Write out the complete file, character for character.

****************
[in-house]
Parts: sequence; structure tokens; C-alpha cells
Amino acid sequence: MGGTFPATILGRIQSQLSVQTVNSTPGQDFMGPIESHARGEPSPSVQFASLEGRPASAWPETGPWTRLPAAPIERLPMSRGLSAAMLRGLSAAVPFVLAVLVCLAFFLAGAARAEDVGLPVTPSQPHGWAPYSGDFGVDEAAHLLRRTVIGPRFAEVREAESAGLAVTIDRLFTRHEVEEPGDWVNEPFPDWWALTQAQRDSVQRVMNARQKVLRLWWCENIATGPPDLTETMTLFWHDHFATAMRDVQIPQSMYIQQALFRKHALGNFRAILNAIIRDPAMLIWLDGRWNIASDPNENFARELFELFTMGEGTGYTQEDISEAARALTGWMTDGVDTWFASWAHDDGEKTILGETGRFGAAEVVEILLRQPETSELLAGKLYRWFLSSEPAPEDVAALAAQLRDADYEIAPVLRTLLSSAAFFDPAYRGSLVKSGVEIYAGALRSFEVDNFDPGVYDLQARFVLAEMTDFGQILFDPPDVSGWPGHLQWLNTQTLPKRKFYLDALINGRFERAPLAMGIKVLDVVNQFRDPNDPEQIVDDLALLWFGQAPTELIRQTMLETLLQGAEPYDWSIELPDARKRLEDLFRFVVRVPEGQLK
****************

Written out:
[in-house]
Parts: sequence; structure tokens; C-alpha cells
Amino acid sequence: MGGTFPATILGRIQSQLSVQTVNSTPGQDFMGPIESHARGEPSPSVQFASLEGRPASAWPETGPWTRLPAAPIERLPMSRGLSAAMLRGLSAAVPFVLAVLVCLAFFLAGAARAEDVGLPVTPSQPHGWAPYSGDFGVDEAAHLLRRTVIGPRFAEVREAESAGLAVTIDRLFTRHEVEEPGDWVNEPFPDWWALTQAQRDSVQRVMNARQKVLRLWWCENIATGPPDLTETMTLFWHDHFATAMRDVQIPQSMYIQQALFRKHALGNFRAILNAIIRDPAMLIWLDGRWNIASDPNENFARELFELFTMGEGTGYTQEDISEAARALTGWMTDGVDTWFASWAHDDGEKTILGETGRFGAAEVVEILLRQPETSELLAGKLYRWFLSSEPAPEDVAALAAQLRDADYEIAPVLRTLLSSAAFFDPAYRGSLVKSGVEIYAGALRSFEVDNFDPGVYDLQARFVLAEMTDFGQILFDPPDVSGWPGHLQWLNTQTLPKRKFYLDALINGRFERAPLAMGIKVLDVVNQFRDPNDPEQIVDDLALLWFGQAPTELIRQTMLETLLQGAEPYDWSIELPDARKRLEDLFRFVVRVPEGQLK